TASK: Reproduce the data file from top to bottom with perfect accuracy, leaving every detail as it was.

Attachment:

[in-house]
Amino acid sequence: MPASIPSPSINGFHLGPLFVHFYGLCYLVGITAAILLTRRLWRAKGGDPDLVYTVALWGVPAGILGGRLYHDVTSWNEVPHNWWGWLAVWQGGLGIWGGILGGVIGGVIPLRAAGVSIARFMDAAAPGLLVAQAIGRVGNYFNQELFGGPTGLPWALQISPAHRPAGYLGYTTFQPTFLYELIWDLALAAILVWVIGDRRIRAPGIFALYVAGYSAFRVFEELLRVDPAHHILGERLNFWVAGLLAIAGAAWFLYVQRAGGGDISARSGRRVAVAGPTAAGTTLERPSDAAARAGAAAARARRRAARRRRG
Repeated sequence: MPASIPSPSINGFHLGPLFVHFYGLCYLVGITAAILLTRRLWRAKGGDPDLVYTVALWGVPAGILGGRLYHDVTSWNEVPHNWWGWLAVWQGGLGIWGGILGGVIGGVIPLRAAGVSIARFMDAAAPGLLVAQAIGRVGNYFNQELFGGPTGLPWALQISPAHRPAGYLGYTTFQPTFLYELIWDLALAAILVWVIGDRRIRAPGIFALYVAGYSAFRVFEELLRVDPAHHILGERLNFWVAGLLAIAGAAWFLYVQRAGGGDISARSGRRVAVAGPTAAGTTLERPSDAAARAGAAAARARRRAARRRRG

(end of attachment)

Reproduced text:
[in-house]
Amino acid sequence: MPASIPSPSINGFHLGPLFVHFYGLCYLVGITAAILLTRRLWRAKGGDPDLVYTVALWGVPAGILGGRLYHDVTSWNEVPHNWWGWLAVWQGGLGIWGGILGGVIGGVIPLRAAGVSIARFMDAAAPGLLVAQAIGRVGNYFNQELFGGPTGLPWALQISPAHRPAGYLGYTTFQPTFLYELIWDLALAAILVWVIGDRRIRAPGIFALYVAGYSAFRVFEELLRVDPAHHILGERLNFWVAGLLAIAGAAWFLYVQRAGGGDISARSGRRVAVAGPTAAGTTLERPSDAAARAGAAAARARRRAARRRRG
Repeated sequence: MPASIPSPSINGFHLGPLFVHFYGLCYLVGITAAILLTRRLWRAKGGDPDLVYTVALWGVPAGILGGRLYHDVTSWNEVPHNWWGWLAVWQGGLGIWGGILGGVIGGVIPLRAAGVSIARFMDAAAPGLLVAQAIGRVGNYFNQELFGGPTGLPWALQISPAHRPAGYLGYTTFQPTFLYELIWDLALAAILVWVIGDRRIRAPGIFALYVAGYSAFRVFEELLRVDPAHHILGERLNFWVAGLLAIAGAAWFLYVQRAGGGDISARSGRRVAVAGPTAAGTTLERPSDAAARAGAAAARARRRAARRRRG